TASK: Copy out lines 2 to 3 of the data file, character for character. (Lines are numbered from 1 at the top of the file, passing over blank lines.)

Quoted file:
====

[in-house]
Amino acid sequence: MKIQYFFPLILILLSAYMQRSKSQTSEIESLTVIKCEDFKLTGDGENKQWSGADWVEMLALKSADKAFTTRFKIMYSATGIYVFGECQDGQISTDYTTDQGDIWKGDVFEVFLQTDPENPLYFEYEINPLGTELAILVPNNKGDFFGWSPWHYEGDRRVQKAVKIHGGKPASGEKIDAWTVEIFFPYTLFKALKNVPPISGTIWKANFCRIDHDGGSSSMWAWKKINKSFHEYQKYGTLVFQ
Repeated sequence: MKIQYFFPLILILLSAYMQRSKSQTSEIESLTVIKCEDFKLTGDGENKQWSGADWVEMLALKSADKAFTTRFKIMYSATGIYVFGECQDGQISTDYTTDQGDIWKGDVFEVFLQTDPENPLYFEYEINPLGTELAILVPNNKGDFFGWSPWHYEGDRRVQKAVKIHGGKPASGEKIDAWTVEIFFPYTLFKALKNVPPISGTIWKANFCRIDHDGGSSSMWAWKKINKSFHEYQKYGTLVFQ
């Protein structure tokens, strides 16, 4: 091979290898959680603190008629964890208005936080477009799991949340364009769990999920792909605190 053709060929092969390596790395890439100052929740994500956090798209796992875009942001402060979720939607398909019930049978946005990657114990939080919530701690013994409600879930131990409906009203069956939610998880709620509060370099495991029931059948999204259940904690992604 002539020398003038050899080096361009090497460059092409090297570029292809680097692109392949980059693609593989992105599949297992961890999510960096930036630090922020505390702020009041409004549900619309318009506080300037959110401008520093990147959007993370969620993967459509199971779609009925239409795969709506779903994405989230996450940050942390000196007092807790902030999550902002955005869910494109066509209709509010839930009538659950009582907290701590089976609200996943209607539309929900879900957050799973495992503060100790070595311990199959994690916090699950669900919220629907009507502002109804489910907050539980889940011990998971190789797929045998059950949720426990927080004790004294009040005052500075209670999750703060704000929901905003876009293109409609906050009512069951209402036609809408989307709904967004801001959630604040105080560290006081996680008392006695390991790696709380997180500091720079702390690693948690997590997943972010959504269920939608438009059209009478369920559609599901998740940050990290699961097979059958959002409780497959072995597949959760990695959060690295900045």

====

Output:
Amino acid sequence: MKIQYFFPLILILLSAYMQRSKSQTSEIESLTVIKCEDFKLTGDGENKQWSGADWVEMLALKSADKAFTTRFKIMYSATGIYVFGECQDGQISTDYTTDQGDIWKGDVFEVFLQTDPENPLYFEYEINPLGTELAILVPNNKGDFFGWSPWHYEGDRRVQKAVKIHGGKPASGEKIDAWTVEIFFPYTLFKALKNVPPISGTIWKANFCRIDHDGGSSSMWAWKKINKSFHEYQKYGTLVFQ
Repeated sequence: MKIQYFFPLILILLSAYMQRSKSQTSEIESLTVIKCEDFKLTGDGENKQWSGADWVEMLALKSADKAFTTRFKIMYSATGIYVFGECQDGQISTDYTTDQGDIWKGDVFEVFLQTDPENPLYFEYEINPLGTELAILVPNNKGDFFGWSPWHYEGDRRVQKAVKIHGGKPASGEKIDAWTVEIFFPYTLFKALKNVPPISGTIWKANFCRIDHDGGSSSMWAWKKINKSFHEYQKYGTLVFQ